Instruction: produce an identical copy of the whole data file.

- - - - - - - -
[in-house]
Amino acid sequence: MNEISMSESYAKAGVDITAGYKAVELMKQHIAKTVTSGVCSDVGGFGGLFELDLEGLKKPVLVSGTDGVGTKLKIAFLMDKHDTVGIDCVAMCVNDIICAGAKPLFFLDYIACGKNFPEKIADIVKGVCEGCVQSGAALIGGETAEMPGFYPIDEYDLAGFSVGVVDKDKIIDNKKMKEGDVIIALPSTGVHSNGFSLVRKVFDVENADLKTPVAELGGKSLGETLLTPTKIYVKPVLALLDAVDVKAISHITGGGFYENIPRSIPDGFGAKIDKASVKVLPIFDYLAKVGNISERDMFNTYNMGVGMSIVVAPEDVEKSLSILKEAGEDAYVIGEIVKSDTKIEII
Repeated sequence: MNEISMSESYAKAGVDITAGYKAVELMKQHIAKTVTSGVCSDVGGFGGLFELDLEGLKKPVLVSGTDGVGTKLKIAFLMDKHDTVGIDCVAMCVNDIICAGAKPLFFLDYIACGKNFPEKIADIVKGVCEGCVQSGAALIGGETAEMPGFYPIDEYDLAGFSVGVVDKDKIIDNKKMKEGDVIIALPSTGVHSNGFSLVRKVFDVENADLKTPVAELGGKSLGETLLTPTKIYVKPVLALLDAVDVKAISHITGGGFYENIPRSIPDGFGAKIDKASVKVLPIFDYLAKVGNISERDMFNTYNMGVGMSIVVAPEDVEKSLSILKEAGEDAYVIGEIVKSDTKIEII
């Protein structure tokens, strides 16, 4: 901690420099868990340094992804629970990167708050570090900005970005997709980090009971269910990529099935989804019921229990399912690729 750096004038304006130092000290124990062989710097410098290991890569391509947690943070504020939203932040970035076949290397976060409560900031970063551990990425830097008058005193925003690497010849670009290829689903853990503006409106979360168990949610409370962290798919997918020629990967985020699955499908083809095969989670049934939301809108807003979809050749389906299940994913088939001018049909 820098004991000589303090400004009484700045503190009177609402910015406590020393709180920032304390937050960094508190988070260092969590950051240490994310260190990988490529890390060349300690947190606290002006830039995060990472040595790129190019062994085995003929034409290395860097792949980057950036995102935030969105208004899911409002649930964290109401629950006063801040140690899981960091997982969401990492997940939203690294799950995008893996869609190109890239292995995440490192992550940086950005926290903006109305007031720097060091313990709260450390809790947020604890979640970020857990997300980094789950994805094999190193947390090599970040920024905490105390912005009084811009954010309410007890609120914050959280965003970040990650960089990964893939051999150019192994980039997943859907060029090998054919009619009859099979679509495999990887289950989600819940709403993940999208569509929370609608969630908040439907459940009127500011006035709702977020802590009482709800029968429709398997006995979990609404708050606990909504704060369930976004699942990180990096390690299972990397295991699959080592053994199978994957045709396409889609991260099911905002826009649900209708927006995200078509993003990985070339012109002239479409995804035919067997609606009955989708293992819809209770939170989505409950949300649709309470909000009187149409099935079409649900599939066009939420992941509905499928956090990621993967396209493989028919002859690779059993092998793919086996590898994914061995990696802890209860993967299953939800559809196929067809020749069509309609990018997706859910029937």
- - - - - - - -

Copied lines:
[in-house]
Amino acid sequence: MNEISMSESYAKAGVDITAGYKAVELMKQHIAKTVTSGVCSDVGGFGGLFELDLEGLKKPVLVSGTDGVGTKLKIAFLMDKHDTVGIDCVAMCVNDIICAGAKPLFFLDYIACGKNFPEKIADIVKGVCEGCVQSGAALIGGETAEMPGFYPIDEYDLAGFSVGVVDKDKIIDNKKMKEGDVIIALPSTGVHSNGFSLVRKVFDVENADLKTPVAELGGKSLGETLLTPTKIYVKPVLALLDAVDVKAISHITGGGFYENIPRSIPDGFGAKIDKASVKVLPIFDYLAKVGNISERDMFNTYNMGVGMSIVVAPEDVEKSLSILKEAGEDAYVIGEIVKSDTKIEII
Repeated sequence: MNEISMSESYAKAGVDITAGYKAVELMKQHIAKTVTSGVCSDVGGFGGLFELDLEGLKKPVLVSGTDGVGTKLKIAFLMDKHDTVGIDCVAMCVNDIICAGAKPLFFLDYIACGKNFPEKIADIVKGVCEGCVQSGAALIGGETAEMPGFYPIDEYDLAGFSVGVVDKDKIIDNKKMKEGDVIIALPSTGVHSNGFSLVRKVFDVENADLKTPVAELGGKSLGETLLTPTKIYVKPVLALLDAVDVKAISHITGGGFYENIPRSIPDGFGAKIDKASVKVLPIFDYLAKVGNISERDMFNTYNMGVGMSIVVAPEDVEKSLSILKEAGEDAYVIGEIVKSDTKIEII
């Protein structure tokens, strides 16, 4: 901690420099868990340094992804629970990167708050570090900005970005997709980090009971269910990529099935989804019921229990399912690729 750096004038304006130092000290124990062989710097410098290991890569391509947690943070504020939203932040970035076949290397976060409560900031970063551990990425830097008058005193925003690497010849670009290829689903853990503006409106979360168990949610409370962290798919997918020629990967985020699955499908083809095969989670049934939301809108807003979809050749389906299940994913088939001018049909 820098004991000589303090400004009484700045503190009177609402910015406590020393709180920032304390937050960094508190988070260092969590950051240490994310260190990988490529890390060349300690947190606290002006830039995060990472040595790129190019062994085995003929034409290395860097792949980057950036995102935030969105208004899911409002649930964290109401629950006063801040140690899981960091997982969401990492997940939203690294799950995008893996869609190109890239292995995440490192992550940086950005926290903006109305007031720097060091313990709260450390809790947020604890979640970020857990997300980094789950994805094999190193947390090599970040920024905490105390912005009084811009954010309410007890609120914050959280965003970040990650960089990964893939051999150019192994980039997943859907060029090998054919009619009859099979679509495999990887289950989600819940709403993940999208569509929370609608969630908040439907459940009127500011006035709702977020802590009482709800029968429709398997006995979990609404708050606990909504704060369930976004699942990180990096390690299972990397295991699959080592053994199978994957045709396409889609991260099911905002826009649900209708927006995200078509993003990985070339012109002239479409995804035919067997609606009955989708293992819809209770939170989505409950949300649709309470909000009187149409099935079409649900599939066009939420992941509905499928956090990621993967396209493989028919002859690779059993092998793919086996590898994914061995990696802890209860993967299953939800559809196929067809020749069509309609990018997706859910029937």